The West End Players Guild has just revived Shirley Lauro’s 2006 play about the Vietnam war, A Piece of My Heart. Six women wind up there in the early days of the conflict. Four of them are recruited because they are nurses, of whom a severe shortage exists in Vietnam. In these early days, these recruits know little about Vietnam and easily swallow what the recruiting officers tell them about the wonderful equipment they’ll have to work with there and the lovely new hospitals. To go to Vietnam you have to volunteer; otherwise you might wind up with little opportunity for action and advancement at a boring base in Germany or England. Whitney, a socially well-placed Vassar grad, volunteered for Vietnam because they speak French. Young Sissy is a rather naïve but sweet girl from Pennsylvania. Martha, an army brat, discovers a battlefield might be different from civilian housing at a base in the U.S. Steele, no raw recruit but an experienced intelligence officer, as an African-American is rarely recognized as the most capable of the lot. Leeann, half-Chinese, half-Italian, did not get the Hawaiian assignment she wanted and is routinely mistaken for Vietnamese. Maryjo bunks with the nurses but is a country-rock singer from Texas hired to entertain the troops by a talent agent with the same respect for truth as the army recruiters.
The women have a hard time in Vietnam. But it is the ’60s, and they manage some breaks with sex, drugs, and rock’n’roll. By the second act, they are back home. There they learn that, as the title and Janis Joplin’s song say, Vietnam, the country and the experience, had grabbed a little piece of my heart, and the return to the old life is not trouble-free. More sex, drugs, and rock’n’roll, and now and then a freak-out. And finally a reunion at The Wall.
Although the women interact throughout, the play is a series of vignettes. Each woman has her own experiences and her own story, all grounded in the same common experience. Aristotle may not find the same satisfaction he did in the Unities, but I think playwright Lauro makes it work pretty well. So do Players Guild’s director Dani Mann and her cast. Mara Bollini captures army brat Matha’s frustration at a different take on army life. Chelsie Johnston is as deeply affected as the others by the war, though her MaryJo tries to sustain her country music and entertainer style. Madison Jackson’s Sissy suffers some cracks in that girl-next-door surface, as does Annalise Webb’s Whitney in the Vassar facade. Vicky Chen’s Leeann and Patience Davis’s Steele both suffer from racism. People can’t get Leeann’s race right. People can’t get Steele’s competence and intelligence right because of her race. As in the original production, all the male characters, in the war and after the war, were played by one actor. Shane Signorino gave me the pleasure I always find in the sheer virtuosity of one actor convincingly playing multiple characters, each distinct.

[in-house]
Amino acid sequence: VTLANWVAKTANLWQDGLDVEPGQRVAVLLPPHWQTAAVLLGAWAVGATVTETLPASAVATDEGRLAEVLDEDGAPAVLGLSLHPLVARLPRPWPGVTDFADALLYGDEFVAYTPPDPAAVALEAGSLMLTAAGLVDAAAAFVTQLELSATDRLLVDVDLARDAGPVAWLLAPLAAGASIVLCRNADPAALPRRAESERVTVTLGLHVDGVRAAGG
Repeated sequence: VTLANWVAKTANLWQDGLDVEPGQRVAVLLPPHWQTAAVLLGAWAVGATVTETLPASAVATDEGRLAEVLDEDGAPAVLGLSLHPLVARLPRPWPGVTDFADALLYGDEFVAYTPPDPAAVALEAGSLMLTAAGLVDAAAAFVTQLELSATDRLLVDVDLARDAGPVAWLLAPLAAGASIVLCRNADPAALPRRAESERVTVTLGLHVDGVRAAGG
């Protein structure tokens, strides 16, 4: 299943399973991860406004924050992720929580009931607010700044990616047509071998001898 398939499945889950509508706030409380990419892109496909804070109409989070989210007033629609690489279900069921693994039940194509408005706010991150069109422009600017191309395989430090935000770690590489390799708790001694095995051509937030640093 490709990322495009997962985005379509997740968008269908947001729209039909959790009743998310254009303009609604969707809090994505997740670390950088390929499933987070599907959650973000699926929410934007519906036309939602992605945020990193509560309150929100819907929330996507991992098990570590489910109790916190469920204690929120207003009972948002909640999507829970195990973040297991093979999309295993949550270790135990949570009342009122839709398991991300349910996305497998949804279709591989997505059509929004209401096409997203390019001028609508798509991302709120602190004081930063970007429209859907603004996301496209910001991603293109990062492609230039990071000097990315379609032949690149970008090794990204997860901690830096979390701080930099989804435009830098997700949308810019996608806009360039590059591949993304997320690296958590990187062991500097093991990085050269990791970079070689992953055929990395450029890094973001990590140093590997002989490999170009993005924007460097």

In A Piece of My Heart, the Players Guild stage had to represent many different places on two continents while it kept the show moving. It did that, thanks to the concepts and execution of director Mann, stage manager Betsy Gasoske, set designer Zac Cary, costumer Colene Fornachon, lighting designer Nathan Schroeder, sound designer Kareem Deanes, props designer Katie Orr, and Marjorie Williamson’s always brilliantly imaginative program cover design.
Yes, Vietnam is now your grandfather’s war. But we obviously still have a lot we should have learned from that little war, and from all the little wars that have followed it.
Photo by John Lamb